Our quest to be the best does not stop there. The exterior surfaces of our sport yachts receive the complete “Awlgrip” system. This starts with spray able fairing primers that are long board and sanded after cure. This is followed up with the 545 epoxy primer and two coats of topcoat. We have excellent support from the Awlgrip representatives through this process and the resultant fit and finish is second to none. The bottom paint area is sanded and two coats of epoxy primer are sprayed on with a sanding in between. Two coats of sprayed anti-fouling pain complete the impervious moisture barrier. Our 81’ hull #1 was surveyed five years after launching and was found to have no moisture in the hull laminate and the dark blue hull was still Bristol.

Some would argue that fiberglass construction of a vessel of this size was not as advantageous as an aluminum hull. We think just the opposite and our position is not only supported by this explanation but by many successful vessels 100’ and above the world over. That is not to say that any material improperly used will not experience failure as evidenced by the recent sport fish photos that have been circulating the web. The same case can be made for aluminum.

Aluminum plate as it comes from the mill has all the strength it will ever have (Fiberglass' strength is cast IN shape). The process of bending the plate to the shape of the hull affects the molecular structure depending on the severity of the bend. Aesthetically, the designer on an aluminum hull has to design shapes that work within the ability of the plate to be formed whereas the fiberglass hulls can have much more pleasing shapes and detailing The welding that follows not only anneals (softens) the metal but also distorts the plates. A completed bare aluminum hull is not a pretty sight. To bring an aluminum hull to a yacht finish the metal has to be ground (oxidation starts as soon as the surface is broken), washed, etched and a bonding primer applied. Then fairing putty is troweled onto the hull and multiple long board sanding – filling cycles begin. Due to the distortion of the aluminum plate surface, this fairing putty can be as much as ¾” thick (Our fairing primers will not finish over 1/16” thick). Provided the fairing process is done properly, the topcoat is applied. Another undesirable attribute of an aluminum hull is the electrical properties of aluminum in salt water. Electrically speaking, an aluminum hull is a floating anode and is less “noble” than the other metals onboard. Any inconsistencies with the electrical bonding of the vessel will allow electrolysis to eat away at the hull. Many aluminum yachts actually induce an electrical potential to the hull to prevent electrolysis. Fiberglass is electrically inert.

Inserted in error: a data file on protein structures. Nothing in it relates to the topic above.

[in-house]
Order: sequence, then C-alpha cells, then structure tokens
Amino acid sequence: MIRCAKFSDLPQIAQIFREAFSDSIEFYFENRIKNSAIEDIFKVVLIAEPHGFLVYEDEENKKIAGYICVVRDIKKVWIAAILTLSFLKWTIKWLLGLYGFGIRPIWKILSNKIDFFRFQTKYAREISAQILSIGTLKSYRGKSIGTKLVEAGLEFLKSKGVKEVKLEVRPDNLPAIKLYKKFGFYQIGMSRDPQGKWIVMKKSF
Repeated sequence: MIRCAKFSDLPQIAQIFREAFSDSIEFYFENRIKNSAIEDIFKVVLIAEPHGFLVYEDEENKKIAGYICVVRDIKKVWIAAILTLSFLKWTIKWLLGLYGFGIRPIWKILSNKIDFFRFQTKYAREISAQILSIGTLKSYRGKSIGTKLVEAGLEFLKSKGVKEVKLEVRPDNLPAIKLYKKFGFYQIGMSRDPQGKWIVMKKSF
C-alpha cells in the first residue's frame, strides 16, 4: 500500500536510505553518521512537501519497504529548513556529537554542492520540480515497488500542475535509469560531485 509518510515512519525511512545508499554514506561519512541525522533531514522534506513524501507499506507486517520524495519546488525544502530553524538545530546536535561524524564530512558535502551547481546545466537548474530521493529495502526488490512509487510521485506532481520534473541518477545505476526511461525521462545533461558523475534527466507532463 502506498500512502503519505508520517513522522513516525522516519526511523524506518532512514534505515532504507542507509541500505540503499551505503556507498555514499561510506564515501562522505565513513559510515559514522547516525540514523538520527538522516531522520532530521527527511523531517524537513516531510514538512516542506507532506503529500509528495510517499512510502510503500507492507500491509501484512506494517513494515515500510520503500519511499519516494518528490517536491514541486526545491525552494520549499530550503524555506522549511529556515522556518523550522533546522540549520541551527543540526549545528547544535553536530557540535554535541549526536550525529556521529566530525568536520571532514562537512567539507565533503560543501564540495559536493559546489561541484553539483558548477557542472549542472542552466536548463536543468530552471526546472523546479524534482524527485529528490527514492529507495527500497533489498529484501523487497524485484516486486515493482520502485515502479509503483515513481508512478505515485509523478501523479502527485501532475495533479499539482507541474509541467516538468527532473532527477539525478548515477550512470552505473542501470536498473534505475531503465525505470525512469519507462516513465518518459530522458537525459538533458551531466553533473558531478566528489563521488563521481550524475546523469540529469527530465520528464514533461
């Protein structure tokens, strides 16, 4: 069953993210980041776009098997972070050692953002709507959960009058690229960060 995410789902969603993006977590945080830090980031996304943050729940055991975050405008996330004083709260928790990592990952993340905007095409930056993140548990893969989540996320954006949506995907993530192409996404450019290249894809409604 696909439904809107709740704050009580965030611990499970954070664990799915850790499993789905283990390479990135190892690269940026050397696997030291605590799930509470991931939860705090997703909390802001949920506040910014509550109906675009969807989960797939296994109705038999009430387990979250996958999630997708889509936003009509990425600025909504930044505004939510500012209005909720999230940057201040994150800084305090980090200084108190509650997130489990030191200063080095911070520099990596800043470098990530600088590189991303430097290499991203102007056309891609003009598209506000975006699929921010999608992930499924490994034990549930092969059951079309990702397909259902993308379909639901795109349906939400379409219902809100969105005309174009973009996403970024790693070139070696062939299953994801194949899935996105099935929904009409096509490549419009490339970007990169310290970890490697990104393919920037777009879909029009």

Although this explanation has gone long, it is just one element of the Sea Force IX saga as all of our departments have similar stories to tell. Key people, top shelf equipment with vendor support, Sea Force IX proven techniques, all backed with success over the years.

We encourage a factory visit to see a Sea Force IX Sport Yacht under construction. If you have any other technical issues please let us know.